Natural Hazards: Changing Media Environments and the Efficient Use of ICT for Disaster Communication

Natural Hazards: Changing Media Environments and the Efficient Use of ICT for Disaster Communication

Helena Zemp (University Zurich, Switzerland)
DOI: 10.4018/978-1-61520-987-3.ch004

Abstract

The growing importance of mass media in the ‘information society’, combined with society’s increased dependence on electronic modes of information is important to the perception, regulation and management of risk at a local, national and international level. However, media organisations have their own logic and goals that are not necessarily compatible with the logic and goals of disaster planning and assistance agencies. Using a detailed study of the media coverage of floods in Switzerland from 1910 to 2005, we will illustrate the salient features of disaster reporting and how these relate to issues of risk perception and risk prevention behaviour in the public sphere. The findings are used to discuss the traditional media’s shortcomings for the goal of risk reduction, the public’s information seeking behaviour, and the opportunities and limitations arising from the emergence of digital, internet-based information and communication technologies (ICT) for disaster communication.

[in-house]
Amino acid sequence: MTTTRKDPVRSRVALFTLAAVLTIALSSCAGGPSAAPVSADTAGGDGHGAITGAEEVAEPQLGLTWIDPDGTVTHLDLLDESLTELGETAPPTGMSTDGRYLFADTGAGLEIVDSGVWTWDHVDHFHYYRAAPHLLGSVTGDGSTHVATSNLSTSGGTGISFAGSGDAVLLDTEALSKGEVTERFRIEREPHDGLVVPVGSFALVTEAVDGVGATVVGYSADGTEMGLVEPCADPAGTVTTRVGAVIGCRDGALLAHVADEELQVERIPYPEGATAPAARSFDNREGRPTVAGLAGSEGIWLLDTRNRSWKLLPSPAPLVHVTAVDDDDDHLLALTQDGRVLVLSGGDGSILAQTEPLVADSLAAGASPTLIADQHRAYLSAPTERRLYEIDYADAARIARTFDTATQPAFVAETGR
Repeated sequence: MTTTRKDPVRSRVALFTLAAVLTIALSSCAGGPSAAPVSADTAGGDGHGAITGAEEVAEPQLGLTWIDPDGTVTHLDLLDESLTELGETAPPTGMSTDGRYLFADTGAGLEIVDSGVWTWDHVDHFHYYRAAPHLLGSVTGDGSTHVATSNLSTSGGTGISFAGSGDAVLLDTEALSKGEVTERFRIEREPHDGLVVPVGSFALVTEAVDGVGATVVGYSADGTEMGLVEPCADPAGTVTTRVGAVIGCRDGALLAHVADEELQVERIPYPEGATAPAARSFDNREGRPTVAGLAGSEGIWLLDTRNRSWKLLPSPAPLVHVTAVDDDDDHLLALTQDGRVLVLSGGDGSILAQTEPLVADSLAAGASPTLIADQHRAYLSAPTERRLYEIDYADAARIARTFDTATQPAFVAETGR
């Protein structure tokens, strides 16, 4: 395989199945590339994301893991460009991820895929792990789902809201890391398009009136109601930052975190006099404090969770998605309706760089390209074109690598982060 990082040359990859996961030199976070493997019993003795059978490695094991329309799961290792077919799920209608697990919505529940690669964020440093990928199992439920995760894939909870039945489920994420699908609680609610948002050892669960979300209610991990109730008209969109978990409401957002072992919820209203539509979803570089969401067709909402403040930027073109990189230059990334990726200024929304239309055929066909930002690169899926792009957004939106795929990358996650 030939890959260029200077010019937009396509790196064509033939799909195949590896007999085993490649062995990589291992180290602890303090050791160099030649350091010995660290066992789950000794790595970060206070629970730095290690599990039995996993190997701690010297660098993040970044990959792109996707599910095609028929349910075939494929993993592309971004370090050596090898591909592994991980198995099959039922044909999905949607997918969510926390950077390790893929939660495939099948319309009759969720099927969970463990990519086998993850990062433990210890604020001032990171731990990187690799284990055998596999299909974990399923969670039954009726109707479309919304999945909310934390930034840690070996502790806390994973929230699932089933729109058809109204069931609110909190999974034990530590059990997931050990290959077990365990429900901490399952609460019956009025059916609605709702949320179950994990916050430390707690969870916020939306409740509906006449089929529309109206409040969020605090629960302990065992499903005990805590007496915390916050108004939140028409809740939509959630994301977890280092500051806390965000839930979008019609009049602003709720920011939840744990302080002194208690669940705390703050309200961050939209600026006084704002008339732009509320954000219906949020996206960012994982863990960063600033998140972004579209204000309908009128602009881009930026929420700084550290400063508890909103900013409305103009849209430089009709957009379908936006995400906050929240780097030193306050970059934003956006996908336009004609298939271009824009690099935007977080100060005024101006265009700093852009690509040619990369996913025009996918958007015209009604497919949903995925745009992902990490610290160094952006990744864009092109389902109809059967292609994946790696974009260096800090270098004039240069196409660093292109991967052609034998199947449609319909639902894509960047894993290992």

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Introduction

When people are under threat, perceived or actual, information seeking is intensified. In such circumstances the national mass media system has a major responsibility to disseminate news, as well as public perceptions of disasters. Optimal preventative strategies for reducing damage require planned interactions with the media. As a system and process, risk communication does not take place in a vacuum. Communication is shaped by a variety of contingent and historical factors, including politics, media and culture (Renn, 1992; Dunwoody, 1992). Optimal disaster communication needs to fine-tune all activities related to disaster planning and relief with the logic of traditional and new media. Effective communication needs to be based on profound knowledge of media systems. Not understanding media channels and the public’s use of them can worsen crisis and disaster situations (Zemp & Bonfadelli, 2008).

We will argue that communication strategies that are not aligned with the potential victim’s behaviour have a limited opportunity to raise the level of risk awareness. By producing a comprehensive map of the basic structures of disaster coverage deployed by traditional mass media we can identify which areas of the disaster process are covered and which topics are relatively neglected or ignored.

Findings on the changing logic of news production, its consequences for disaster reporting, as well as the public’s information seeking behaviour and its perception of risk, will enable us to identify lessons for the use of new information and communication technologies (ICT)1for risk communication. Evidently, these developments provide low-threshold access to worldwide information, communication and publication. We conclude with suggestions for the successful adaptation of risk communication in an increasingly commercialised environment and the role of web-based information channels.

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